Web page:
SINGAPORE: Global growth will fail to pick up steam over the next two years as the slowdown in China, lower commodity prices and tighter financing conditions in some countries weigh on the economy, Moody’s Investors Service said in a quarterly report on Thursday.

The downside risks to Moody’s forecasts for G20 GDP growth of 2.6 per cent in 2016 and 2.9pc in 2017 have increased since the rating agency’s last Global Macro Outlook in November.

Furthermore, G20 policymakers in some countries have limited fiscal and monetary policy space to boost growth or mitigate these risks.

“We expect global growth to rise only very modestly in 2016-17,” said Marie Diron, a Moody’s Senior Vice President and co-author of the report.

“The negative impact of commodity producers’ adjustment to persistently lower prices, a marked slowdown in China’s imports and tighter financing conditions for some emerging markets will outweigh positive factors, such as accommodative monetary policy in Europe, Japan and in the US.”

The report, “Global Macro Outlook 2016-17: Global Growth faces rising risks at times of policy constraint”, is available on The research is an update to the markets and does not constitute a rating action.

In China, Moody’s forecasts GDP growth of 6.3pc in 2016 and 6.1pc in 2017, compared to 6.9pc in 2015 as the authorities use some of their available policy space to support the economy and foster a very gradual economic slowdown.

“China’s slowdown will be concentrated in heavy industry sectors that are significant importers,” Ms Diron added. “As a result, the impact of the slowdown on the rest of the world – when measured in terms of the value of exports to China and profits generated there – will be sharper than implied by China’s GDP growth above 6pc.”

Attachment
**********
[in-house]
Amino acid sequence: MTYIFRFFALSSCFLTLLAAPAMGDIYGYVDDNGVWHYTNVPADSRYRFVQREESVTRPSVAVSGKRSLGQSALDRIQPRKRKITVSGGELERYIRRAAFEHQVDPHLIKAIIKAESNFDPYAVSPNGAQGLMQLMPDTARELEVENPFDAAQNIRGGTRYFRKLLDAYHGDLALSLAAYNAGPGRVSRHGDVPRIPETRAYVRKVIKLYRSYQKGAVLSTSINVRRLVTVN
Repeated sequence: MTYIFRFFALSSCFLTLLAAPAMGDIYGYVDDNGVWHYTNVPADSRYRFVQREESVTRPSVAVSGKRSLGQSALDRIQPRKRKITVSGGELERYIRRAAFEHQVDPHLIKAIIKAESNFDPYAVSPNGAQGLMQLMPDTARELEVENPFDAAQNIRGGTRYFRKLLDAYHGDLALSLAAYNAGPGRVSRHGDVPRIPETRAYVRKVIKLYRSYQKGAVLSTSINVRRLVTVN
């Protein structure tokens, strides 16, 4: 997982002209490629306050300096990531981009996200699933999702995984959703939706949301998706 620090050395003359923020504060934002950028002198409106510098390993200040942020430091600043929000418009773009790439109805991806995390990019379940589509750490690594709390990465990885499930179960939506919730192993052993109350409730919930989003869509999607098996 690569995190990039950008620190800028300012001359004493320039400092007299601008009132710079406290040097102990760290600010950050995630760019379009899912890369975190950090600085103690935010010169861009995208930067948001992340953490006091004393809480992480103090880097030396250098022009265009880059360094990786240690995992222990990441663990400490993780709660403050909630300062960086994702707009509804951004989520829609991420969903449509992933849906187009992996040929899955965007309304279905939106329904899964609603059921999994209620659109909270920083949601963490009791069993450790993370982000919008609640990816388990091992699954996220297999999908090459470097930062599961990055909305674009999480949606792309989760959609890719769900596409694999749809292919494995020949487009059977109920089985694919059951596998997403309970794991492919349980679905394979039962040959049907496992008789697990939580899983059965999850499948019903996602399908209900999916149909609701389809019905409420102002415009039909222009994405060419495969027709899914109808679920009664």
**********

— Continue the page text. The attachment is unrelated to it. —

Moody’s has revised down its GDP growth forecasts for Brazil, Russia, Saudi Arabia and South Africa. Lower oil prices, and additional fiscal tightening in order to contain government debt dynamics, account for the revisions for Russia and Saudi Arabia.

Moody’s forecasts that GDP will shrink again this year in Brazil and Russia, by 3pc and 2.5pc respectively, growth will fall to close to zero in South Africa and will be around 1.5pc, the lowest in decades, in Saudi Arabia.

In the United States, Moody’s forecasts GDP growth of 2.3pc in 2016 and 2.5pc in 2017, broadly unchanged from last year.

In Japan, GDP growth is expected to be below 1pc both this year and in 2017, despite the boost from lower commodity prices and the weaker yen. The Bank of Japan’s 2pc inflation target will remain elusive, despite negative policy interest rates.

The main risks to Moody’s forecasts include a marked depreciation in China’s renminbi. For China, the potential gains in price competitiveness would be more than offset by renewed capital outflows in anticipation of a further weakening of the currency. A weaker renminbi would also reduce the profits of foreign companies that sell to China, hamper the price competitiveness of other emerging markets and intensify disinflationary pressures in Japan and the euro area.


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